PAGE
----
Homeless Student Rate Soars


A stunning 25 percent of Payson students are considered “homeless” by the school district, one of the highest rates in the state.

The share of students living in unstable households, with relatives or in campgrounds and cars has jumped 10 percent in the past two years.

“What’s particularly sobering is the comparison of our homeless numbers with districts many times our overall population — and not just affluent districts, but poor urban ones,” said Superintendent Casey O’Brien.

Only a small percentage of those roughly 600 students have no place to live at all. The great majority live with friends or relatives besides their parents — or live with their parents in the homes of other families and relatives. That would include children living with grandparents.

Studies show that sometimes such chaotic and unstable living arrangements have a big impact on student achievement and success in school. Moreover, the inexorable rise in the

figures reflects the financial and emotional stress affecting a huge share of the young families in town.

Each year, O’Brien receives a list of the number of homeless students in kindergarten through 12th grade across the state from the Arizona Department of Education’s department on Homeless and Refugee Education.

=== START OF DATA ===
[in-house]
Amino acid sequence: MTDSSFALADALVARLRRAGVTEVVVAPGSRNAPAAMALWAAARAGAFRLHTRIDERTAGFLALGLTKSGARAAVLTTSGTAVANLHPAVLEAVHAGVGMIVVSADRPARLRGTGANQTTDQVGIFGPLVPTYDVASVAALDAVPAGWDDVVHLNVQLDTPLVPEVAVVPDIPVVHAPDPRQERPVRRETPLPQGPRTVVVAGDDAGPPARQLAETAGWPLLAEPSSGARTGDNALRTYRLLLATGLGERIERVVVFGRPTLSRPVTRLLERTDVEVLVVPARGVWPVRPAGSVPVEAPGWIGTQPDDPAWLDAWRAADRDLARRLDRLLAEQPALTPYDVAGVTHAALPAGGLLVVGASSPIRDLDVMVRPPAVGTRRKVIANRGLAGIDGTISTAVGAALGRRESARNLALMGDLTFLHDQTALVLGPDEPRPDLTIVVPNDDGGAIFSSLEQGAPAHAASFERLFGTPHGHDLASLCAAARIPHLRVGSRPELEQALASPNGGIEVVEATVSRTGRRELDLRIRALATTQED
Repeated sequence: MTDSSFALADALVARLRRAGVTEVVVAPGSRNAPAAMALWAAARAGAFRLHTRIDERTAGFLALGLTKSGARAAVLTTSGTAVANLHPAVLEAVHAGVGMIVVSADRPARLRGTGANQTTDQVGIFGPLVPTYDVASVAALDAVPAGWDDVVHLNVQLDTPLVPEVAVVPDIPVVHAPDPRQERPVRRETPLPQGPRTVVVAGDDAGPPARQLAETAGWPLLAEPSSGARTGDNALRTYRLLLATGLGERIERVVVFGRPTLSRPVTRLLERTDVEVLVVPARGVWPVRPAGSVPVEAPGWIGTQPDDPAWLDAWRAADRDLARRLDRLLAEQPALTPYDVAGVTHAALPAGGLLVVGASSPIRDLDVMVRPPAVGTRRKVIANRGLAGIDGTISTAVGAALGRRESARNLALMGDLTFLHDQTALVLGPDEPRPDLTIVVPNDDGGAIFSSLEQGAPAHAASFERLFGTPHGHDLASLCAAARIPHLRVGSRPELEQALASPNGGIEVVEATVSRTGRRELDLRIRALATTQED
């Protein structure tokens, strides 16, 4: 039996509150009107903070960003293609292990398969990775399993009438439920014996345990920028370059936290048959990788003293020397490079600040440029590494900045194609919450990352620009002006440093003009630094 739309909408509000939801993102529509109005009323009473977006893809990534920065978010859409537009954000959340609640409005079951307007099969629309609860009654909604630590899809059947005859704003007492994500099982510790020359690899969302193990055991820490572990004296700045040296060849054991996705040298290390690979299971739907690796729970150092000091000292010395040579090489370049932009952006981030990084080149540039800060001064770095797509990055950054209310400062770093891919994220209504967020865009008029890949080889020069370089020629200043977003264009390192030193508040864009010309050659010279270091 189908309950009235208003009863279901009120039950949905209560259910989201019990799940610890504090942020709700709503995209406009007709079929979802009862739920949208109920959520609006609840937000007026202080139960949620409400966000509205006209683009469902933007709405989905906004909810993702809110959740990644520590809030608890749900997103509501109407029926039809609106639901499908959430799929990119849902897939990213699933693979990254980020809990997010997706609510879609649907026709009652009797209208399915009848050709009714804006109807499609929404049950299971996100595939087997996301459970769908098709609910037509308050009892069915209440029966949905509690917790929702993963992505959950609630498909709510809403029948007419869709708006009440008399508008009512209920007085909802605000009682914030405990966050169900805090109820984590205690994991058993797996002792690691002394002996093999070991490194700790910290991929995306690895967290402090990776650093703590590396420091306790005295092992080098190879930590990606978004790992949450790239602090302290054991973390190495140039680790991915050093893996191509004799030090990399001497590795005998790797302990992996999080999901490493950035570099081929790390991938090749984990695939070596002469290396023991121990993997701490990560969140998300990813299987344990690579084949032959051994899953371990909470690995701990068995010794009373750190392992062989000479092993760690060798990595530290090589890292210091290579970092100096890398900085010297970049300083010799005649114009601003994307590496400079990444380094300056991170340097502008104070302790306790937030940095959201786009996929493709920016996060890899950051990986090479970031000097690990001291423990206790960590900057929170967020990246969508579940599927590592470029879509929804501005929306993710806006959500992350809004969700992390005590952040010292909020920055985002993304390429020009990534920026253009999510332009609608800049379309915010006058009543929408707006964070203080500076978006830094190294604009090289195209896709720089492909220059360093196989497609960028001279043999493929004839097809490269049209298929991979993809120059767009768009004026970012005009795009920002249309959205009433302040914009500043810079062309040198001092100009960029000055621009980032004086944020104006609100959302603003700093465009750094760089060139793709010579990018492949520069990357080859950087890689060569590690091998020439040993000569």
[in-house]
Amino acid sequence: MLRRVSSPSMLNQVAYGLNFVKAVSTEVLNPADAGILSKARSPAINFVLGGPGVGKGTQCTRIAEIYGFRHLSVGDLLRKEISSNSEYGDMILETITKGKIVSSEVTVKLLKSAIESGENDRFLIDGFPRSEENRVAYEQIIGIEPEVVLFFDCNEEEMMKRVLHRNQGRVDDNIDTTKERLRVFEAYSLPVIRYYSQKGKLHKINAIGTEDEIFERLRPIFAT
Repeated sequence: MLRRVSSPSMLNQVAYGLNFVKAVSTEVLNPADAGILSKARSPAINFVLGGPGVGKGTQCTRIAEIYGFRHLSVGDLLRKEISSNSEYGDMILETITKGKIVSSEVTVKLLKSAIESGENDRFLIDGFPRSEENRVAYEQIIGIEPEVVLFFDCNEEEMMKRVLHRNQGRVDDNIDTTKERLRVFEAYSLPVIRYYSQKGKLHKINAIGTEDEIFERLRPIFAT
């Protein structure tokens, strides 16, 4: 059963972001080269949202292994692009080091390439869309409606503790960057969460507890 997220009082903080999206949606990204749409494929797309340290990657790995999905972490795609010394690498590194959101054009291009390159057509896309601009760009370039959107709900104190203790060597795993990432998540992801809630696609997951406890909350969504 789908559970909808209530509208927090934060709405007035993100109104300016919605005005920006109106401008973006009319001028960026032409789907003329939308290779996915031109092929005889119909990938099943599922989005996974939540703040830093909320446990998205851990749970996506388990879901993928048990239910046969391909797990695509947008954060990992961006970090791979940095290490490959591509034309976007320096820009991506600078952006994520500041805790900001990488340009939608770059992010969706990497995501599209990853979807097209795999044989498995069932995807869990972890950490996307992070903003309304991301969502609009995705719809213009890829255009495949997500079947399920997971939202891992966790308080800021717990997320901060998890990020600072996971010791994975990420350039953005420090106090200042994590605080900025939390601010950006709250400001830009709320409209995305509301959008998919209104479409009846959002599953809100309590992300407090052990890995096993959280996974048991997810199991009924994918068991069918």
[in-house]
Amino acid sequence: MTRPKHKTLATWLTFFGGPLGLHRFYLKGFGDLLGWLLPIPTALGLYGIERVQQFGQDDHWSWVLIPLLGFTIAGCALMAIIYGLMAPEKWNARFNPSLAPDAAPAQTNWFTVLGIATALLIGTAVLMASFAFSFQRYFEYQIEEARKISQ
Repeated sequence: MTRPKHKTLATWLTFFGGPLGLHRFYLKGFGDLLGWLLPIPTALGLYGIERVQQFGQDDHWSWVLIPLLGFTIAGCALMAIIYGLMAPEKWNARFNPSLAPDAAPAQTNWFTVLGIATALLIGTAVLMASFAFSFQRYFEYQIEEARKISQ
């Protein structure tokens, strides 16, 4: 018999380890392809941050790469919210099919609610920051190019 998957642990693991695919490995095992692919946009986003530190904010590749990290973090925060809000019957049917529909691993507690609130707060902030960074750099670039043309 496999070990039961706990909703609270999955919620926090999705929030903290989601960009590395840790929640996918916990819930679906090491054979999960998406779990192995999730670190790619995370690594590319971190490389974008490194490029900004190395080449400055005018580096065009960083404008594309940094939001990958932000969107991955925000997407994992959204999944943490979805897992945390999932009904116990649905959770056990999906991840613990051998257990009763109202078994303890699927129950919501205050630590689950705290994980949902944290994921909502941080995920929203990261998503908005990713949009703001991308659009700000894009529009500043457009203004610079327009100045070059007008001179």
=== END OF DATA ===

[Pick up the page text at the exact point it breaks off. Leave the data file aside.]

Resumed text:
The percentage of homeless students in the district has more than doubled in the past four years, leaving the district struggling to cope with one of the highest rates in the state.


Hard Times in High Country

O’Brien pointed to the Roosevelt and Glendale schools in the Phoenix area for comparison.

The Roosevelt district sits in south Phoenix with a demographic mix of minorities and lower-income residents. The district has 11,000 students, 12 percent of them homeless. That’s half of Payson’s rate.

The 13,000-student Glendale district has the same sort of demographic mix as Roosevelt, but only 5 percent of its students are defined as homeless. Payson’s rate is five times as high.

Payson also fares poorly when compared to other rural school districts, including Blue Ridge and Show Low.

The Show Low district and Blue Ridge district in Lakeside both have roughly the same enrollment as Payson but only 5 to 6 percent of their students meet the definition for homeless.

The Federal McKinney-Vento Act defines a homeless student as “individuals who lack a fixed, regular, and adequate nighttime residence.” The definition also includes children who share housing, live in motels, trailer parks, campgrounds, emergency transitional housing, or are waiting for foster care placement.

Examples of non-fixed housing include living in cars, parks, public spaces, abandoned buildings, substandard housing, bus or train stations, or under migrant circumstances.

O’Brien said the Payson district receives a federal grant of $13,000 to aid homeless students with their clothing and school supply needs.

The McKinney-Vento Act passed in 2002 as part of the No Child Left Behind legislation. The act states homeless students have the right to attend the school they attended prior to becoming homeless. They have the right to transportation and to participate in school programs regardless if they have an address.


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